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2 L.A. Judges Are Top Candidates to Replace Kennedy

November 16, 1987|WILLIAM OVEREND | Times Staff Writer

Two Los Angeles federal trial judges are among the leading candidates to replace Judge Anthony M. Kennedy on the U.S. 9th Circuit Court of Appeals if the Sacramento jurist is confirmed as the newest member of the U.S. Supreme Court.

Sources close to the selection process identified the candidates as U.S. District Judges Pamela Ann Rymer and Dickran Tevrizian Jr., who have both been interviewed in the past for possible 9th Circuit jobs by U.S. Justice Department officials in Washington.

The 28-judge 9th Circuit, which covers California and eight other Western states, has no active judges from Alaska or Hawaii, however, and Justice Department officials concede that lobbying efforts from those states and other regions within the circuit could influence the filling of any vacancy on the court.

While Kennedy's Sacramento seat traditionally would be filled by another Californian, Stephen Markman, assistant attorney general in the Justice Department's Office of Legal Policy, said the Reagan Administration is not bound by state borders in filling vacancies on the federal appellate courts.

"We don't see that any state has a geographic entitlement to seats on a circuit court," said Markman, whose office screens federal judicial candidates.

Markman, noting that the Senate confirmation process for Kennedy has not even begun, declined to speculate on possible candidates to replace him and said it is too early for a serious Justice Department review of possible choices.

"Obviously we are aware there are state delegations" eager for representation on the circuit, Markman said. But the Justice Department "tries to look at the caseload" in determining the best geographic area for a new judge, he said. That criterion would benefit candidates from Los Angeles, which produces more 9th Circuit cases than any other area in the West.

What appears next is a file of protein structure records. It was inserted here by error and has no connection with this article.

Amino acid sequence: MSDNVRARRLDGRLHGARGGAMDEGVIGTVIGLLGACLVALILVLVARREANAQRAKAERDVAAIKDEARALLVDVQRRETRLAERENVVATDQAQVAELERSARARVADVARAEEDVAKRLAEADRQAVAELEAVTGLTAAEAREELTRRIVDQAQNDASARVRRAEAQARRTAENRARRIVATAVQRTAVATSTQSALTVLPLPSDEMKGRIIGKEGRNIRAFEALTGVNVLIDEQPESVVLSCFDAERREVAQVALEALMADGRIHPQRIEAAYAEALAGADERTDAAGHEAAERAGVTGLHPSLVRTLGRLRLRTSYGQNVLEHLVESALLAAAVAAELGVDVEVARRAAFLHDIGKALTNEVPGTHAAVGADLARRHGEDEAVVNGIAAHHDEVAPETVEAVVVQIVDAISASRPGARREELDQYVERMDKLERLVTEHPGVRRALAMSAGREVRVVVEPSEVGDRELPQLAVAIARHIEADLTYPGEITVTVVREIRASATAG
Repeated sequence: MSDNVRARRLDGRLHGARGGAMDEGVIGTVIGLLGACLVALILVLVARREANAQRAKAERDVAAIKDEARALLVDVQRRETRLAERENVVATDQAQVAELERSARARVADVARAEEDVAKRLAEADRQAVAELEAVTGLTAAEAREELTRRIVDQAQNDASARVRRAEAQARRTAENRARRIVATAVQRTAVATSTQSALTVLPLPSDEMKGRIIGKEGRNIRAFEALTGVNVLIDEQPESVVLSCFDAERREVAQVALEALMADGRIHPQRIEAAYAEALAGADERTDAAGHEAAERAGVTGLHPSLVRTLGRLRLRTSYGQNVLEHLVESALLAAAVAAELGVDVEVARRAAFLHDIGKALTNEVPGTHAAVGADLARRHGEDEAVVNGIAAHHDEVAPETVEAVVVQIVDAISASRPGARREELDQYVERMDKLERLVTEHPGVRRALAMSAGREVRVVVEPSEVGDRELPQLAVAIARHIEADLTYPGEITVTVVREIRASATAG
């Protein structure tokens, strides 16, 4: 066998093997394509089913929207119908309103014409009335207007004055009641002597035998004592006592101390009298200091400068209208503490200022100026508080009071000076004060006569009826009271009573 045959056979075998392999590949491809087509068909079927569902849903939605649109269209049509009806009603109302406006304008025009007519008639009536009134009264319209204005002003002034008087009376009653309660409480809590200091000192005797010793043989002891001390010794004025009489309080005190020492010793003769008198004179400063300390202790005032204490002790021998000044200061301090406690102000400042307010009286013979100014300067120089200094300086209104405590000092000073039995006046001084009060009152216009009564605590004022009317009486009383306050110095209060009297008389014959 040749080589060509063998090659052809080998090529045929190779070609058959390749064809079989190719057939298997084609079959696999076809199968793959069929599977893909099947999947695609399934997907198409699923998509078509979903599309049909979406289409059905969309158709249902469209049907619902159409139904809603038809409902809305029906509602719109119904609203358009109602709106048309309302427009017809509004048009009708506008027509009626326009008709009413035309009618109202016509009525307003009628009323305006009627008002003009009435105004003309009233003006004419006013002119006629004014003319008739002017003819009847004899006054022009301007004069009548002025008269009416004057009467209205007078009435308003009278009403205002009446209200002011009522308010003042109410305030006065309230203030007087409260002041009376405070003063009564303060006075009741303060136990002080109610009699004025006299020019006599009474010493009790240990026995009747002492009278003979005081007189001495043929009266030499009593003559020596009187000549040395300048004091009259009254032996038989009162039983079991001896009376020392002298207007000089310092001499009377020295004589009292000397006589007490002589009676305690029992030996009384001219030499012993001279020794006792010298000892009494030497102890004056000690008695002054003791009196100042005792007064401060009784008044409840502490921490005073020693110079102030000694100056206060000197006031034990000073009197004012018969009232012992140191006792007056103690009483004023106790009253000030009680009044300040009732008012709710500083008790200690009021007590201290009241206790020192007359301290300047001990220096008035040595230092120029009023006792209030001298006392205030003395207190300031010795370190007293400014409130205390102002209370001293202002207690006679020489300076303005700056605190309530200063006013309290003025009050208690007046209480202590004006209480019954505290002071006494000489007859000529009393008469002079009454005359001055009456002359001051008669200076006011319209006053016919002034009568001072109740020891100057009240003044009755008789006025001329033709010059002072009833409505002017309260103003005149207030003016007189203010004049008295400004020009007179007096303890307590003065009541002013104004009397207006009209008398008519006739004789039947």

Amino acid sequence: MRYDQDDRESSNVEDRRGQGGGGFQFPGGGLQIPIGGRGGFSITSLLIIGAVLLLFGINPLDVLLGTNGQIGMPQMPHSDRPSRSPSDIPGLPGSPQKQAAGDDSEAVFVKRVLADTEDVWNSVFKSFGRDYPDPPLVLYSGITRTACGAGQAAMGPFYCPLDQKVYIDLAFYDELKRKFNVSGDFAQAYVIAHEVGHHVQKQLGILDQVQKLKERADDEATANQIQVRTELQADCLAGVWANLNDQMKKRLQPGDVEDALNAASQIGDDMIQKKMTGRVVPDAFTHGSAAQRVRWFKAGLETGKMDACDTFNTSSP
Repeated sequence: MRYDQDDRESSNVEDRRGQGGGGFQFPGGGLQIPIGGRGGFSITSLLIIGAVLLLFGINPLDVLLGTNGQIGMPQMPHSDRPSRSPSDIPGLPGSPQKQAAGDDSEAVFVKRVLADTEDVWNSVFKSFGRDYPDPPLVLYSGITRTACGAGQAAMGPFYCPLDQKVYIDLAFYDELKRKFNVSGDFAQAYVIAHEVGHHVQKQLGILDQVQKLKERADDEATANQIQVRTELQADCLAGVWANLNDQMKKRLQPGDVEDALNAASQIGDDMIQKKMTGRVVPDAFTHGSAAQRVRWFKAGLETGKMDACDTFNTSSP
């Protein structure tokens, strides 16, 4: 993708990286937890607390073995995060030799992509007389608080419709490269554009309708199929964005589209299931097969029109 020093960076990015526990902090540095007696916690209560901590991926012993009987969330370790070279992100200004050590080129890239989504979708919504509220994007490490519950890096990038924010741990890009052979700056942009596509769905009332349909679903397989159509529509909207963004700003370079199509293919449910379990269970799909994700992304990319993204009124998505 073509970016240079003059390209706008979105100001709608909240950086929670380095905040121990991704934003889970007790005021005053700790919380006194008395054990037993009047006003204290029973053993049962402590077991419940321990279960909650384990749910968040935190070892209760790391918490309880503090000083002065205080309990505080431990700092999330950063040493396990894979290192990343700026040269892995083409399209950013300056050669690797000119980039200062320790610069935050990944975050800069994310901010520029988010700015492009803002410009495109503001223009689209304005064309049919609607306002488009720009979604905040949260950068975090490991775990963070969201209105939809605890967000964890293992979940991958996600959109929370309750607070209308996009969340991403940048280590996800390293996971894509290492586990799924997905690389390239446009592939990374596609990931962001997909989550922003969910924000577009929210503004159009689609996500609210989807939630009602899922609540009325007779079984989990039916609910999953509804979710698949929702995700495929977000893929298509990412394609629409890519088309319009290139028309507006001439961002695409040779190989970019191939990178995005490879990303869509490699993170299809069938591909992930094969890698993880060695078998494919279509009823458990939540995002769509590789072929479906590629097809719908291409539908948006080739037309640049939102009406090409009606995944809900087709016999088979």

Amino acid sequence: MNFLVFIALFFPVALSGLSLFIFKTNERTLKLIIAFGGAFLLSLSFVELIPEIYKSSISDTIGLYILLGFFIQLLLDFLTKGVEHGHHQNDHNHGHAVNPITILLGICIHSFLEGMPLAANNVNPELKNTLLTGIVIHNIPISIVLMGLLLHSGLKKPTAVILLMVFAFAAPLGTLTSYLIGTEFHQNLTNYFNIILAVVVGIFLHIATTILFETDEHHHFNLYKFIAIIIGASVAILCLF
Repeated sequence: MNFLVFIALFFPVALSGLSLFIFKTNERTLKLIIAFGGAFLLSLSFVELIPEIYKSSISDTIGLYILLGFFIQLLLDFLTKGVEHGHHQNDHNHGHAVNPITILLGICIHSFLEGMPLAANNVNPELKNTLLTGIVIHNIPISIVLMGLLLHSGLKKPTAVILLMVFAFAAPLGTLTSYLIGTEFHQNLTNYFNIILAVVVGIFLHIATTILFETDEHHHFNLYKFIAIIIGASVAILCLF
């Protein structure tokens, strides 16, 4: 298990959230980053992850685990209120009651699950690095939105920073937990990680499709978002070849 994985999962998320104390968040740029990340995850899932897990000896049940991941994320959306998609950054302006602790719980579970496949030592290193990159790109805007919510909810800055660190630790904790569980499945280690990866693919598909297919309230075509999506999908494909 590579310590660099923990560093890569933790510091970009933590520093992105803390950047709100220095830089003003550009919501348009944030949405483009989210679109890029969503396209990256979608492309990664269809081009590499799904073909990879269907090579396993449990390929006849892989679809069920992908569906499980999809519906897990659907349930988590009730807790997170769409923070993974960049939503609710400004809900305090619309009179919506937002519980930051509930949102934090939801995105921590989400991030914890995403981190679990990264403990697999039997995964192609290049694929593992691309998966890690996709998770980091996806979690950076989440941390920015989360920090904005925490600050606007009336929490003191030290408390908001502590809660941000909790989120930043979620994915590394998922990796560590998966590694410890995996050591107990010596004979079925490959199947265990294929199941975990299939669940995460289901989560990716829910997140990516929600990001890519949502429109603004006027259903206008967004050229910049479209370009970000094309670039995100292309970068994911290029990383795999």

Rymer, 46, who has strong Republican connections and a reputation as a tough conservative judge, turned down possible appointment to the California Supreme Court last year, saying, "I love the work that I am doing and feel committed to my appointment to the federal bench."

She has been mentioned frequently for a 9th Circuit judgeship since her appointment to the district court in 1983 and was on a list of candidates considered for the U.S. Supreme Court before President Reagan decided to nominate Kennedy.

Tevrizian, 47, a former Los Angeles Superior Court judge named to the federal bench early in 1986, is viewed as a moderate conservative with close ties to Gov. George Deukmejian. He was interviewed by Justice Department officials in Washington earlier this year after presiding over the political corruption trial of former Norwalk Assemblyman Bruce E. Young, now appealing a mail fraud conviction.

Strengthening the nomination chances for Rymer and Tevrizian was the appointment by Deukmejian in July of former Los Angeles Superior Court Judge Ronald M. George of Beverly Hills to the state's 2nd District Court of Appeal.

George, 47, is the head of Republican U.S. Sen. Pete Wilson's merit selection committee for federal trial judges in Los Angeles and was strongly backed by Wilson for an earlier 9th Circuit vacancy this year. The nomination was filled instead by Associate U.S. Atty. Gen. Stephen S. Trott, and George said last week he has no interest in leaving his new job as a state appellate judge.

In the judicial game of musical chairs following the nomination of Kennedy to the U.S. Supreme Court, according to sources close to Wilson, U.S. Atty. Robert C. Bonner remains a leading candidate for a federal judgeship in Los Angeles if Rymer, Tevrizian or a1852798056selected.

Bonner was the top choice of Wilson's selection committee for the last local opening on the U.S. District Court a year ago, but was passed over by Wilson, who instead recommended the appointment of former San Fernando Superior Court Judge Ronald Sing Wai Lew, the first Chinese-American ever named to the federal bench in Los Angeles.

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